Risk-Based Approach to AML

Risk-Based Approach to AML

Money laundering is the process of taking illegally obtained financial gains and making it appear as if they come from a legitimate source. According to the United Nations Office on Drugs and Crime, this crime accounts for somewhere between $800 billion and $2 trillion of annual global transactions.

Unless you’re Walter White, the process of laundering money probably does not involve an actual washer and dryer, but legitimate (or legitimate-looking) financial institutions who can process the money in a way that “cleans it up” for the criminals who can’t be caught carrying large cash sums. 

To list just a few different tactics, money laundering can involve: creating a cash-based business (a “front”) into which money can be funneled; breaking up deposits into small amounts and depositing them into multiple accounts (smurfing), or using a person to transport the cash to a foreign country to be deposited in a foreign account (a cash mule). 

The problem we will be looking at here is that many criminals use financial institutions for money laundering without the financial institutions being aware of it. And ignorance of the illegal activity is not usually an acceptable excuse to the governmental authorities. Therefore security measures need to be put in place by financial institutions to avoid having “dirty” money run through their systems, but what can be done? Criminals are a crafty bunch who have all the incentives in the world to not get caught. Plus, avoiding detection is, in many ways, easier now that so much banking is done online.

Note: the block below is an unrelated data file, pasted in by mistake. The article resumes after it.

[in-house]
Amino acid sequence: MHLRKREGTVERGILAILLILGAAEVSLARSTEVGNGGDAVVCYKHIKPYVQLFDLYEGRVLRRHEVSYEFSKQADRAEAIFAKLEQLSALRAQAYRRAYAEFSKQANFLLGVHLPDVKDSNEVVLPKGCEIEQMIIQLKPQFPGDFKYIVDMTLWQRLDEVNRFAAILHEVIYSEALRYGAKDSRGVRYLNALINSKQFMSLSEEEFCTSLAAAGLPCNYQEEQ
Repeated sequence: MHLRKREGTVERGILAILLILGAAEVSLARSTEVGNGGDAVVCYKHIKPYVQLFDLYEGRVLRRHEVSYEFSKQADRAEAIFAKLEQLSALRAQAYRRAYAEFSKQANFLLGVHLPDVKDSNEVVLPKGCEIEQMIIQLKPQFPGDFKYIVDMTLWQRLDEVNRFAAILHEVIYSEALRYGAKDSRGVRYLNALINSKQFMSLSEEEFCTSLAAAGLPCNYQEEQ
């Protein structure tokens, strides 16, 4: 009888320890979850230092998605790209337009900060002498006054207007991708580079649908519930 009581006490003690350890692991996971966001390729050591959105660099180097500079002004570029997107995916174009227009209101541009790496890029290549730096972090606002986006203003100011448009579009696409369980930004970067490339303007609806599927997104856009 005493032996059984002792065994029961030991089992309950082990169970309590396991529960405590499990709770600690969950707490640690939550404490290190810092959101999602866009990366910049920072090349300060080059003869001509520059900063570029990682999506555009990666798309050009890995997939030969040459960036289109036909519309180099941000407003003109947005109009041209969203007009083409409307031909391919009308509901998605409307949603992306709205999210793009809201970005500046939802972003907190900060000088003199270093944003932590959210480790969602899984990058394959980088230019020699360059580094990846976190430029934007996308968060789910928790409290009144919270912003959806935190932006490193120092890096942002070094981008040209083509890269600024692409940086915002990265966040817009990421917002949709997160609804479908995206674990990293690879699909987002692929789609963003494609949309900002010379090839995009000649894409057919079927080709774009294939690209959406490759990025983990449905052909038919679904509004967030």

One solution is a particular kind of Anti-Money-Laundering (AML) tactic known as the risk-based approach to AML which deals with spotting the risk that money laundering may occur before it ever takes place. 

What is AML?

In 1970, The United States passed the Banking Secrecy Act which requires institutions to report suspicious activity to the Department of the Treasury using a suspicious activity report. Then, in 1986, money laundering was finally made illegal. These laws, regulations, and procedures that were – and are continuing to be – established make up what we refer to as Anti-Money-Laundering (AML). The fines for not following AML regulations and requirements can be massive (going up even into the billions depending on the situation), so staying compliant has its own incentive.

What is a risk-based approach to AML?

As previously mentioned, a risk-based approach to AML is one that involves identifying suspicious activity and the risk involved in working with certain kinds of clients so as to prevent money laundering before it occurs. Artificial Intelligence and computer learning, monitoring each transaction of every account for suspicious activity, and accurate customer checks are all important aspects of the risk-based approach to AML.